Lincoln Heard, right, MHS’ 138-pound grappler, is tied up with an opponent in this file photo. Heard will be making his second consecutive trip to the state tournament that begins on Friday at The Ohio State University’s Schottenstein Center. (Journal-Tribune photo by Kevin Behrens)
Action slated to begin on Friday
Marysville High School’s state tournament wrestlers will tangle with highly-ranked athletes from Elyria High School when the event begins on Friday.
The tournament will continue on Saturday and conclude on Sunday.
The Monarchs will be represented by junior Lincoln Heard (138) and sophomore Erryl Will (152) during the Division I competition.
They earned spots in the state tournament with second (Will) and fourth (Heard) place finishes during last week’s district tournament at Hilliard Darby High School.
Heard and Will are respectively scheduled to go up against Mick Burnett and Enrique Munguia of Elyria when the opening rounds are contested beginning at 5:35 p.m. at The Ohio State University’s Schottenstein Center.
Heard will take a 34-12 record into his battle with Burnett, who stands at 44-5.
Burnett is a returning state champion.
Will stands at 36-7 as he prepares to go toe-to-toe with Munguia, who is 41-9.
The Elyria grappler was a 2019 state runner-up.
“Lincoln and Erryl have obviously drawn tough brackets,” said Marysville High School head coach Shawn Andrews. “Our guys are just going to have to focus on one match at a time. We have to go into each match thinking about earning score by score and getting position by position.”
Andrews said both athletes perform the best on their feet.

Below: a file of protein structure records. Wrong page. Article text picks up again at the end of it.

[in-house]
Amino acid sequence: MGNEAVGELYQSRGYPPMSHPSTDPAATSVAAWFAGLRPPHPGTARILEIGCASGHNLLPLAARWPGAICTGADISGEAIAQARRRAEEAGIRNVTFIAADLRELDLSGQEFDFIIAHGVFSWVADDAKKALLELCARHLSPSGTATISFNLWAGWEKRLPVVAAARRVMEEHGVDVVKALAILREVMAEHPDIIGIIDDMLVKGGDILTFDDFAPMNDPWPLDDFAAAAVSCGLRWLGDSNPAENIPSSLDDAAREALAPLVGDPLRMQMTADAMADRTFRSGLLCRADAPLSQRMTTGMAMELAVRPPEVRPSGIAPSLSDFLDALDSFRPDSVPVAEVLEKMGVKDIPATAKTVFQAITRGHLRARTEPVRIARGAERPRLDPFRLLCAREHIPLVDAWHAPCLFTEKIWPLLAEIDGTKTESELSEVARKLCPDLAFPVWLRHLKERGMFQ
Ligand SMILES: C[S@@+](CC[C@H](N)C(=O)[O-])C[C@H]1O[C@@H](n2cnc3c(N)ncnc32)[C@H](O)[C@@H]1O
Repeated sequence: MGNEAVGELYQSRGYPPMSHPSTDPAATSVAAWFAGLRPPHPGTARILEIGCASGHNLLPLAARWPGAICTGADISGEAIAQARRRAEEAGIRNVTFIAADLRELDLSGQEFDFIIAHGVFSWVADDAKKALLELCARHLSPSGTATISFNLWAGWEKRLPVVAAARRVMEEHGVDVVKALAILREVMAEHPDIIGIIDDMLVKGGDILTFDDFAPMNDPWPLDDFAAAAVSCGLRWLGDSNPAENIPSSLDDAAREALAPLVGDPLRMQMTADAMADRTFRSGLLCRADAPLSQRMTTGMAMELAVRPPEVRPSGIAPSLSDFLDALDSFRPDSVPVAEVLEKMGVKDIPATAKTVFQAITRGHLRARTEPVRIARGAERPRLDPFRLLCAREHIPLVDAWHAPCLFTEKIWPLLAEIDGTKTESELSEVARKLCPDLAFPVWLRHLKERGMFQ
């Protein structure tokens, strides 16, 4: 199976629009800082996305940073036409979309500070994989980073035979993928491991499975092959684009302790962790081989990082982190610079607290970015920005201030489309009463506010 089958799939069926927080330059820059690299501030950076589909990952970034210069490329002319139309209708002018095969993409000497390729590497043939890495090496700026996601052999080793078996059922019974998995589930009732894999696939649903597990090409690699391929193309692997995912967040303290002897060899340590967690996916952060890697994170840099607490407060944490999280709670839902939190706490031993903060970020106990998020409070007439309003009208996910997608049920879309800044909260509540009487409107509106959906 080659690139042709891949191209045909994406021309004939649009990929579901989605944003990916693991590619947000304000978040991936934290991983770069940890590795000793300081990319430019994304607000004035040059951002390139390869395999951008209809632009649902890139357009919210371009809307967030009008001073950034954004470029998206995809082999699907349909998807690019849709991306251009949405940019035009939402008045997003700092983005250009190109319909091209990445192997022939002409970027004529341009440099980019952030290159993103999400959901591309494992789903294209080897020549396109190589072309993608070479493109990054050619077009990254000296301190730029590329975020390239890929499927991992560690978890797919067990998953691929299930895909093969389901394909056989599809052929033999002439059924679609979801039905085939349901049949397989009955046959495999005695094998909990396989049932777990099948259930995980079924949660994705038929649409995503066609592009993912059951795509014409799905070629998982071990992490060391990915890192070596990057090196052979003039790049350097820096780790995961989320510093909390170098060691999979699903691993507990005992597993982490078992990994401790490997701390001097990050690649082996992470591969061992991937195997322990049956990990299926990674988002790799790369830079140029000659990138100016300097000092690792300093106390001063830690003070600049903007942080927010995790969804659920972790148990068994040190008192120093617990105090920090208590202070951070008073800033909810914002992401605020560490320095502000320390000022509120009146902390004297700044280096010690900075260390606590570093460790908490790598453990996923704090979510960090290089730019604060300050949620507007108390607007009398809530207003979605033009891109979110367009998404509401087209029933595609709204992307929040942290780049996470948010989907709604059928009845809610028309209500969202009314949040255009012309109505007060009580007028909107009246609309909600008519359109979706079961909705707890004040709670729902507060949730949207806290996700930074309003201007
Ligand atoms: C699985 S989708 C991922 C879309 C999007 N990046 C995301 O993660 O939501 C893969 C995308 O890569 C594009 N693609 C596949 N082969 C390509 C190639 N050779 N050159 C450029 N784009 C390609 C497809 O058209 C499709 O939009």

The strongest parts of their wrestling “games” are an underhook to a throw-by for Heard and an elbow pass to a high crotch for Will.
“Lincoln and Erryl must focus on what they do best,” said Andrews.
Heard is making his second consecutive trip to the state tournament.
As such, “Lincoln should have less nervous energy than someone who is competing for the first time,” said the MHS coach.
“My experience at the state tournament last year has made me more confident for this year’s state tournament,” he said. “I think the crowd was a little intimating for me last year.”
As far as crowds are concerned, athletes and coaches will see far fewer folks in the seats this weekend.
The Ohio High School Athletic Association is limiting fan attendance to family members of wrestlers and coaches due to the coronavirus fears.
Athletes are permitted to have four family members in attendance, while coaches will be allowed to have two.
“With wrestling, it’s nice to have a good cheering section,” said Heard.
Andrews said he’s not sure how grapplers will react to fewer fans in the seats.
He did some quick math and guessed there could be slightly less than 900 folks in the stands for each of Sessions I and II on Friday.
“That’s going to be the most significant unknown of the tournament,” said Andrews. “Nobody knows how it will impact an athlete when they look up and see a lot of empty seats.”
In past years, the Monarch mat program has taken a number of its non-state qualifiers to the Schottenstein Center for the tournament.
That was done in order to give those athletes the experience of the atmosphere that surrounds the event.
“We’ve taken two vans full of wrestlers to the state tournament (to either compete or watch),” said Andrews. “It’s nice to allow the non-qualifiers the experience of at least being down on the floor during warm-ups.
“It’s disappointing those guys are going to miss out on that experience this year, however, it’s outside our control.”
While Heard is a state tournament veteran, it is Will’s first venture on the sport’s highest stage.
“I went out at the district tournament in sixth place last year,” he said. “Going into this season, I made it my goal to qualify for the state, so this is very exciting.”
Both Heard and Will have definite goals going into the tournament.
They both want to win enough matches to place in the top eight of their respective weight classes and earn trips to the awards podium on Sunday.
“The big thing is getting to the podium this year and building on that for 2021,” said Heard.
Marysville wrestler Erryl Will has a single leg on Reynoldsburg’s Noah Ratliff during a 152-pound bout at the Division I district tournament. Will is preparing for his first state tournament experience that will begin on Friday. (Journal-Tribune photo by Kevin Behrens)
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